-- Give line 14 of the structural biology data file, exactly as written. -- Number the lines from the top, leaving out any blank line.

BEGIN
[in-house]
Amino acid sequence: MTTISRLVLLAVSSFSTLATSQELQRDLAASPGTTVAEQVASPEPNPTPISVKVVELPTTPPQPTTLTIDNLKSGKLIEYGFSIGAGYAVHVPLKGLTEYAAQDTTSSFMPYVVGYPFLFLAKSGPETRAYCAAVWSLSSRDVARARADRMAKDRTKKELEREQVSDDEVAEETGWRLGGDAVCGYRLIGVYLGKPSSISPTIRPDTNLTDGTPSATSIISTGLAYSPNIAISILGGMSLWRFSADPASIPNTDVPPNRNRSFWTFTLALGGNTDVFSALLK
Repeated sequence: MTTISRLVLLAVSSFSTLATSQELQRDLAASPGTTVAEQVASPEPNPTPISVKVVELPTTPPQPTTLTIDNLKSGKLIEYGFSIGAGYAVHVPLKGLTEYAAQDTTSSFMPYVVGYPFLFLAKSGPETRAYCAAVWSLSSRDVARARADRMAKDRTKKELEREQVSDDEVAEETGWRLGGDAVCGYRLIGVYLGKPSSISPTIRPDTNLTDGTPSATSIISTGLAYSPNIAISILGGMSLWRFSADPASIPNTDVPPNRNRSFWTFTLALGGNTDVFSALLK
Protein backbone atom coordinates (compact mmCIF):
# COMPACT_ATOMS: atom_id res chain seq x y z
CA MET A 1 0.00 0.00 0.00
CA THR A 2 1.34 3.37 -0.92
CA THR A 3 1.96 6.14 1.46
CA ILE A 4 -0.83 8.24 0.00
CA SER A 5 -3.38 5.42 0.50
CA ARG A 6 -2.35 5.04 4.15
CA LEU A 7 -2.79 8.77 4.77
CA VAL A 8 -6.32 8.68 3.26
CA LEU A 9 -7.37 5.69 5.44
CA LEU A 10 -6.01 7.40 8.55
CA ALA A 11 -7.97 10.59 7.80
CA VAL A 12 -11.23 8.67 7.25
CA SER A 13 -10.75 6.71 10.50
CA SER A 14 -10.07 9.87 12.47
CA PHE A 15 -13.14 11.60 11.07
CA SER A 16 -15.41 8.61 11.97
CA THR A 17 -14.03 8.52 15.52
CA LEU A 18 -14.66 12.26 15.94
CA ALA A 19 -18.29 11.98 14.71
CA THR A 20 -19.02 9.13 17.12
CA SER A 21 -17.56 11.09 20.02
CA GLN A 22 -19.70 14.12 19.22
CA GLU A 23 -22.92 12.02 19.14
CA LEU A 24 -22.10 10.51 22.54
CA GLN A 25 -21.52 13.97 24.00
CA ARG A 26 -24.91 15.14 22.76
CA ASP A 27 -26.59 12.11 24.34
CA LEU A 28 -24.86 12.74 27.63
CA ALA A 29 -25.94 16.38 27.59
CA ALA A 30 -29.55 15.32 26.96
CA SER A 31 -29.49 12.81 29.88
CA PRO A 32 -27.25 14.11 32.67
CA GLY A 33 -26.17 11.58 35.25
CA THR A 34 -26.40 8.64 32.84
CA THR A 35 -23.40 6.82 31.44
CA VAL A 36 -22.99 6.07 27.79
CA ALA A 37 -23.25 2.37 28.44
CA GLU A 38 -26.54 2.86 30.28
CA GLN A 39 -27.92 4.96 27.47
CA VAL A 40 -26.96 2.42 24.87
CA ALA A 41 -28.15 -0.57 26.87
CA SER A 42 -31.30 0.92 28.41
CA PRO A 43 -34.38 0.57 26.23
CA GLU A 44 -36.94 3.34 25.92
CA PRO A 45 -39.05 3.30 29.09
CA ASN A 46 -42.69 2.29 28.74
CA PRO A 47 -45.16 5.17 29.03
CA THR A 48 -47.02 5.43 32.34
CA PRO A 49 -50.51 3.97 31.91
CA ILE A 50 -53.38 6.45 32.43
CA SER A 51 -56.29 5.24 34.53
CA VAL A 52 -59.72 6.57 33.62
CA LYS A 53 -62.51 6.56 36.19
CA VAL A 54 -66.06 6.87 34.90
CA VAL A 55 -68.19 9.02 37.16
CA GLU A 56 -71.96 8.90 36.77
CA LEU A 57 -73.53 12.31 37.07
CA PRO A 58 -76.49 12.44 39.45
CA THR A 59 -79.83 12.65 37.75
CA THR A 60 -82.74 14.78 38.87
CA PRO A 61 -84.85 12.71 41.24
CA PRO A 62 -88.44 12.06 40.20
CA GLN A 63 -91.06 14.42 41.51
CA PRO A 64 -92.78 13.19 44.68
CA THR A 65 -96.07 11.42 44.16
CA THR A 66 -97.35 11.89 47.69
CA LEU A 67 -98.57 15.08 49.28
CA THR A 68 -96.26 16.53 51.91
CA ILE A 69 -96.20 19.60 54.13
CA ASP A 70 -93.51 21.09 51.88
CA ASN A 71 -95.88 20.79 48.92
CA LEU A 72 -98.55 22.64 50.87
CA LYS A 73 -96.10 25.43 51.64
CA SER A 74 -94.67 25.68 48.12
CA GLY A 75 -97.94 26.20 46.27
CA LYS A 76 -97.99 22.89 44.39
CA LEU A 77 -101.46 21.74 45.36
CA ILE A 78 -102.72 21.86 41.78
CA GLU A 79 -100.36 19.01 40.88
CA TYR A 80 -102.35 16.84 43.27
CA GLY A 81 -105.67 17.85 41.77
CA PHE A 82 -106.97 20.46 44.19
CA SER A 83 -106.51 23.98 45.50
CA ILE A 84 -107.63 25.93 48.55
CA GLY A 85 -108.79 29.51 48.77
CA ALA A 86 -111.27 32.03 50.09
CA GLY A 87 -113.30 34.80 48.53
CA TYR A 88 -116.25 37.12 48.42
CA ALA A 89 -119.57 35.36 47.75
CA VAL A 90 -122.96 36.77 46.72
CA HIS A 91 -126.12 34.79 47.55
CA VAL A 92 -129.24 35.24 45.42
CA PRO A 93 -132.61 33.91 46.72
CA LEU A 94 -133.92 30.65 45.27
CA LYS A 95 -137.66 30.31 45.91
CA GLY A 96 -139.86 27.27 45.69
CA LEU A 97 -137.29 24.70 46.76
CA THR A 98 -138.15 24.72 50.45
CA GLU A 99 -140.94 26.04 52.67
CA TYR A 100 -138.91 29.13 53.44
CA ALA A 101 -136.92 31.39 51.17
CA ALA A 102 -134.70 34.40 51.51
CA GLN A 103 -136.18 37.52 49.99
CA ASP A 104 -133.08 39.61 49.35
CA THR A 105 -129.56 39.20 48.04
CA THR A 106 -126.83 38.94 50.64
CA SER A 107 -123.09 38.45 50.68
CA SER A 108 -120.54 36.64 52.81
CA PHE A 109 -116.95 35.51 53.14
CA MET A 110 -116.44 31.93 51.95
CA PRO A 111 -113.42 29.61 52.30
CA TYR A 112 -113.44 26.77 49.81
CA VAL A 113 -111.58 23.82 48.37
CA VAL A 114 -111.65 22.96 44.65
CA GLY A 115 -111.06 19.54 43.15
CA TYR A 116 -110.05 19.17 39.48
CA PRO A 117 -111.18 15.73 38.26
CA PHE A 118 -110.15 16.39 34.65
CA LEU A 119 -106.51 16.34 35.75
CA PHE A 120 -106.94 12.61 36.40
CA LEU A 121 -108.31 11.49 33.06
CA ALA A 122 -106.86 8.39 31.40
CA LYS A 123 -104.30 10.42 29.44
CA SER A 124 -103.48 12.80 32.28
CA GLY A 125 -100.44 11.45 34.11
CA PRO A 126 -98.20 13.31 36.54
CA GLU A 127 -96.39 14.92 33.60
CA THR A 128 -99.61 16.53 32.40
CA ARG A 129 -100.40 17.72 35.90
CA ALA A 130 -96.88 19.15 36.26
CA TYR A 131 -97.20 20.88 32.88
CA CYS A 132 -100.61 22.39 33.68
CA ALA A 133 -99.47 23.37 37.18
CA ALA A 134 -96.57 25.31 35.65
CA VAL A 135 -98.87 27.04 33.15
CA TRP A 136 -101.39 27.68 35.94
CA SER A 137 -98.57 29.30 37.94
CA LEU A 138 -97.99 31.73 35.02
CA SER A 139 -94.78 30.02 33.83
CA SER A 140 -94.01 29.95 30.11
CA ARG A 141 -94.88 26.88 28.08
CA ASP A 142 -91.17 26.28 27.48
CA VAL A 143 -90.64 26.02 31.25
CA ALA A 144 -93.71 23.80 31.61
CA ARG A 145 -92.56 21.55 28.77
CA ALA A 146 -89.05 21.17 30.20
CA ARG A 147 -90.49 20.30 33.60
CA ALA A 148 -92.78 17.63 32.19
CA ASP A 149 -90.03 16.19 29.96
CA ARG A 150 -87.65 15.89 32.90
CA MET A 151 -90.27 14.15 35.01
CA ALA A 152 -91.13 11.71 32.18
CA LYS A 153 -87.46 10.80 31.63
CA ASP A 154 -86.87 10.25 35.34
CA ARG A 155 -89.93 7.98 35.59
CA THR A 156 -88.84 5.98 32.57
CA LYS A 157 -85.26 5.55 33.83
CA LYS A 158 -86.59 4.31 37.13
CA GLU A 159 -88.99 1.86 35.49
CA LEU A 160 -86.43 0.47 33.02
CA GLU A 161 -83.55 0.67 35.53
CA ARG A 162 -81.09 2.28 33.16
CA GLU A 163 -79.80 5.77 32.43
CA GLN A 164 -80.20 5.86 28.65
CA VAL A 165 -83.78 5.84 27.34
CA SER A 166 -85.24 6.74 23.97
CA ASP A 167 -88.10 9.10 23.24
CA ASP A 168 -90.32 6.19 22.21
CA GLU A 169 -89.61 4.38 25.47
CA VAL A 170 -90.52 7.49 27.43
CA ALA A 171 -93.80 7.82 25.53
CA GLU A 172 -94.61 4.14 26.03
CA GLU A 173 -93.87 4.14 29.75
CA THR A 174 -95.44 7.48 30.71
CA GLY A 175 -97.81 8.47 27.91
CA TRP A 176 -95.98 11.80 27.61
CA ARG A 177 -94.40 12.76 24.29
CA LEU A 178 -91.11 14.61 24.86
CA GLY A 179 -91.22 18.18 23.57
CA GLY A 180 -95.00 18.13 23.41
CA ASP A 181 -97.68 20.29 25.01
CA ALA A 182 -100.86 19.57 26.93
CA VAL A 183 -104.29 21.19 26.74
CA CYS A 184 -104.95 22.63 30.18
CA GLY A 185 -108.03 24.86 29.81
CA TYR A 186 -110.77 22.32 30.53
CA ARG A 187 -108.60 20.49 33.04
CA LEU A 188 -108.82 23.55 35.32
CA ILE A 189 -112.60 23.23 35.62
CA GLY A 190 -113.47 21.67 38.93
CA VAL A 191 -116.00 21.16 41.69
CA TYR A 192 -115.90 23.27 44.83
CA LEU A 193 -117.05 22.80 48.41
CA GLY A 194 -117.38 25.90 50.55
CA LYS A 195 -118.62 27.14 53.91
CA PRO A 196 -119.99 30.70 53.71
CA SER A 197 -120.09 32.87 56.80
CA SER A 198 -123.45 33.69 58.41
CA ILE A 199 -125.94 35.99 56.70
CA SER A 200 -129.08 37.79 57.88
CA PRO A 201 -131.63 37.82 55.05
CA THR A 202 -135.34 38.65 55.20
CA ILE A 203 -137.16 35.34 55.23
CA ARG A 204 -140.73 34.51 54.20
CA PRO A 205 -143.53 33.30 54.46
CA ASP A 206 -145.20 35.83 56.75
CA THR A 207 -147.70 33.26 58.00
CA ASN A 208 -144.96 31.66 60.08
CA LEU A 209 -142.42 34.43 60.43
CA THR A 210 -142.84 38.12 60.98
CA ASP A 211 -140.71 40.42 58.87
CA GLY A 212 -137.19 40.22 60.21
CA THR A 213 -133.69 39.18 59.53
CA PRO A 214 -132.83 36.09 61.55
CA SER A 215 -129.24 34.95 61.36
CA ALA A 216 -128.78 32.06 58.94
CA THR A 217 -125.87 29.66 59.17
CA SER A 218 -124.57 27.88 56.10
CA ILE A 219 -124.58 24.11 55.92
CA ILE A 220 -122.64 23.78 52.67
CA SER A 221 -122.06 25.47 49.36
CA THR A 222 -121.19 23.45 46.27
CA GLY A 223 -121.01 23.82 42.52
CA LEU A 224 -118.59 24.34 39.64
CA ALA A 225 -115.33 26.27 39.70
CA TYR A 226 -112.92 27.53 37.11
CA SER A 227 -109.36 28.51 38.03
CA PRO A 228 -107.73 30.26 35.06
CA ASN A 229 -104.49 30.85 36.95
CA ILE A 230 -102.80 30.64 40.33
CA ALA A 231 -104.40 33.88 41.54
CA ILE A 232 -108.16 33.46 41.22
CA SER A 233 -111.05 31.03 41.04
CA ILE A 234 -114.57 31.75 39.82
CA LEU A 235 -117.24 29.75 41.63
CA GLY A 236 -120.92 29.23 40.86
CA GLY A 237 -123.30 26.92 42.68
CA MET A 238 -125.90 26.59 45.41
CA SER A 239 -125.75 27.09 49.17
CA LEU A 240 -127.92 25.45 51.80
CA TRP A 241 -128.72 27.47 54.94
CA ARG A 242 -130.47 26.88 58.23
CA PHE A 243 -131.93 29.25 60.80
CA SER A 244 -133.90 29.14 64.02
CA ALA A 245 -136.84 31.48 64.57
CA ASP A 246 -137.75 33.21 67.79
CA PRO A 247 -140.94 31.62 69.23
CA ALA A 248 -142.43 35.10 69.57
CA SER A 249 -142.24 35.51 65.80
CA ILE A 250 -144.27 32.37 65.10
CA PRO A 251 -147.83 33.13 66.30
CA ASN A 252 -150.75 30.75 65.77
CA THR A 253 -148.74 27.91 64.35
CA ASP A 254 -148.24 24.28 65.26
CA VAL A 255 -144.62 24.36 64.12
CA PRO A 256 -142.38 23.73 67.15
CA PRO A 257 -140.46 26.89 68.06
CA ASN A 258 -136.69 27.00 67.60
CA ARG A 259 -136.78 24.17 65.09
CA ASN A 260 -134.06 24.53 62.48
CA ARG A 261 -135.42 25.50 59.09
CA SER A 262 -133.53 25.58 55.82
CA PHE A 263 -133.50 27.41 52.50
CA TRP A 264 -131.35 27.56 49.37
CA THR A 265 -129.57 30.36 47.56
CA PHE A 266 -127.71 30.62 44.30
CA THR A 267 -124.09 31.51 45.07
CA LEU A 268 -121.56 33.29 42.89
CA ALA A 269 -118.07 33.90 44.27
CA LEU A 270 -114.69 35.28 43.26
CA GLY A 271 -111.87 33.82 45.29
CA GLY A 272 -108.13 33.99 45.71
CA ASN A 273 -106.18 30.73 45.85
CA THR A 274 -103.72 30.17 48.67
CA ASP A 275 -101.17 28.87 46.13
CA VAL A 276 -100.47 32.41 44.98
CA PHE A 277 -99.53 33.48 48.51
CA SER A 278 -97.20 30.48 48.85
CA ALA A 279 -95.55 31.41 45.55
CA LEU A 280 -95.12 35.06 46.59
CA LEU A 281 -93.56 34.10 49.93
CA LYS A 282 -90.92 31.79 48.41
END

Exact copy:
CA LEU A 9 -7.37 5.69 5.44